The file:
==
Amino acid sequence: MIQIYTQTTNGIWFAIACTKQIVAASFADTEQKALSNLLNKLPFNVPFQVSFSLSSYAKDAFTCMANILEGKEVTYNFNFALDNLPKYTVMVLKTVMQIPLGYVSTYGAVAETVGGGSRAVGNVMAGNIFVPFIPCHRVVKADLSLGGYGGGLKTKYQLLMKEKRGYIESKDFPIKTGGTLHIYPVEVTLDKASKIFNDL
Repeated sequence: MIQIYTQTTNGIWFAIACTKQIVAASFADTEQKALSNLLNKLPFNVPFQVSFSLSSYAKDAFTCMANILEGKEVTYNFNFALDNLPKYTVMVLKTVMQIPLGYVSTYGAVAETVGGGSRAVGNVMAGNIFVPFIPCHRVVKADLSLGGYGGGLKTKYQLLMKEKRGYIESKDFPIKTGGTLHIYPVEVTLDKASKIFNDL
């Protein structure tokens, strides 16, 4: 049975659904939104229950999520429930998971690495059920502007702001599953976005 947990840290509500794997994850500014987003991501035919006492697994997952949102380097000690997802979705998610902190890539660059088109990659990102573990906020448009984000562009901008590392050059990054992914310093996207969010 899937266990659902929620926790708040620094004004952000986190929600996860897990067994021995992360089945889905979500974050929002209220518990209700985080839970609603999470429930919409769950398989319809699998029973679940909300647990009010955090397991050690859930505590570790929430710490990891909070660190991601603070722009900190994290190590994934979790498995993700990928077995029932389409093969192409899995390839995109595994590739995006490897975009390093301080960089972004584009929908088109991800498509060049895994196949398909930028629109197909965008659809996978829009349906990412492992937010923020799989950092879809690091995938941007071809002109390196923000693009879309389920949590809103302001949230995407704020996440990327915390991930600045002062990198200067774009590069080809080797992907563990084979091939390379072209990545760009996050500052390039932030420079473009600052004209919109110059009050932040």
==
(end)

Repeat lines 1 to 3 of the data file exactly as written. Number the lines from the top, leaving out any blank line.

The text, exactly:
Amino acid sequence: MIQIYTQTTNGIWFAIACTKQIVAASFADTEQKALSNLLNKLPFNVPFQVSFSLSSYAKDAFTCMANILEGKEVTYNFNFALDNLPKYTVMVLKTVMQIPLGYVSTYGAVAETVGGGSRAVGNVMAGNIFVPFIPCHRVVKADLSLGGYGGGLKTKYQLLMKEKRGYIESKDFPIKTGGTLHIYPVEVTLDKASKIFNDL
Repeated sequence: MIQIYTQTTNGIWFAIACTKQIVAASFADTEQKALSNLLNKLPFNVPFQVSFSLSSYAKDAFTCMANILEGKEVTYNFNFALDNLPKYTVMVLKTVMQIPLGYVSTYGAVAETVGGGSRAVGNVMAGNIFVPFIPCHRVVKADLSLGGYGGGLKTKYQLLMKEKRGYIESKDFPIKTGGTLHIYPVEVTLDKASKIFNDL
């Protein structure tokens, strides 16, 4: 049975659904939104229950999520429930998971690495059920502007702001599953976005 947990840290509500794997994850500014987003991501035919006492697994997952949102380097000690997802979705998610902190890539660059088109990659990102573990906020448009984000562009901008590392050059990054992914310093996207969010 899937266990659902929620926790708040620094004004952000986190929600996860897990067994021995992360089945889905979500974050929002209220518990209700985080839970609603999470429930919409769950398989319809699998029973679940909300647990009010955090397991050690859930505590570790929430710490990891909070660190991601603070722009900190994290190590994934979790498995993700990928077995029932389409093969192409899995390839995109595994590739995006490897975009390093301080960089972004584009929908088109991800498509060049895994196949398909930028629109197909965008659809996978829009349906990412492992937010923020799989950092879809690091995938941007071809002109390196923000693009879309389920949590809103302001949230995407704020996440990327915390991930600045002062990198200067774009590069080809080797992907563990084979091939390379072209990545760009996050500052390039932030420079473009600052004209919109110059009050932040």